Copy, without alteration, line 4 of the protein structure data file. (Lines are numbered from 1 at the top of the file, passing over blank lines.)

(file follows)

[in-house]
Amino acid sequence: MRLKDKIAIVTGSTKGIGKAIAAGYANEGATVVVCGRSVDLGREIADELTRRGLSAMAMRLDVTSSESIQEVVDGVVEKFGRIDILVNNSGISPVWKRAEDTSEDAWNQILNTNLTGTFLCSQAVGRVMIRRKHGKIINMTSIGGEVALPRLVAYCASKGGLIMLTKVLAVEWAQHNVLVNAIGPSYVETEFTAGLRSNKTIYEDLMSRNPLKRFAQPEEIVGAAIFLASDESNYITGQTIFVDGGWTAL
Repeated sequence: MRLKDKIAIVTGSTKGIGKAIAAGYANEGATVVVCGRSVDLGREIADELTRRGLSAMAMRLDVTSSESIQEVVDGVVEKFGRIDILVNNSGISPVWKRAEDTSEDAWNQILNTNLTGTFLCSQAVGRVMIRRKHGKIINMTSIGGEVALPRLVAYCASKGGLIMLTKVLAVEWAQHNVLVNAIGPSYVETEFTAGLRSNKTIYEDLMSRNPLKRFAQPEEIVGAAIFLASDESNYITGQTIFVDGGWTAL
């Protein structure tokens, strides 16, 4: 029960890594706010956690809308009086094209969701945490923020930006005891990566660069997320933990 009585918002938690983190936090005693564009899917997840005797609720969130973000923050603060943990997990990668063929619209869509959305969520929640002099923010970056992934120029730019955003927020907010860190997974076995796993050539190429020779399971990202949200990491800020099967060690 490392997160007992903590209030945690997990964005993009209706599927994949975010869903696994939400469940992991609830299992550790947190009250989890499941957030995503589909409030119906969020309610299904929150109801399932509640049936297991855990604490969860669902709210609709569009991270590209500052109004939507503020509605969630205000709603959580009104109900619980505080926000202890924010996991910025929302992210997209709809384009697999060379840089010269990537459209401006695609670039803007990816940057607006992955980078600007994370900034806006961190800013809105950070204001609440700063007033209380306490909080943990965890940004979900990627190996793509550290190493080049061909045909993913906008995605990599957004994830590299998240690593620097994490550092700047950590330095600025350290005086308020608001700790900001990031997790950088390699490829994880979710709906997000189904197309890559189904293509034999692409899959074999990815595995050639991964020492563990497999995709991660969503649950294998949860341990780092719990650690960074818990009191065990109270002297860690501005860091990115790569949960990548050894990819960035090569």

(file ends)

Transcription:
């Protein structure tokens, strides 16, 4: 029960890594706010956690809308009086094209969701945490923020930006005891990566660069997320933990 009585918002938690983190936090005693564009899917997840005797609720969130973000923050603060943990997990990668063929619209869509959305969520929640002099923010970056992934120029730019955003927020907010860190997974076995796993050539190429020779399971990202949200990491800020099967060690 490392997160007992903590209030945690997990964005993009209706599927994949975010869903696994939400469940992991609830299992550790947190009250989890499941957030995503589909409030119906969020309610299904929150109801399932509640049936297991855990604490969860669902709210609709569009991270590209500052109004939507503020509605969630205000709603959580009104109900619980505080926000202890924010996991910025929302992210997209709809384009697999060379840089010269990537459209401006695609670039803007990816940057607006992955980078600007994370900034806006961190800013809105950070204001609440700063007033209380306490909080943990965890940004979900990627190996793509550290190493080049061909045909993913906008995605990599957004994830590299998240690593620097994490550092700047950590330095600025350290005086308020608001700790900001990031997790950088390699490829994880979710709906997000189904197309890559189904293509034999692409899959074999990815595995050639991964020492563990497999995709991660969503649950294998949860341990780092719990650690960074818990009191065990109270002297860690501005860091990115790569949960990548050894990819960035090569």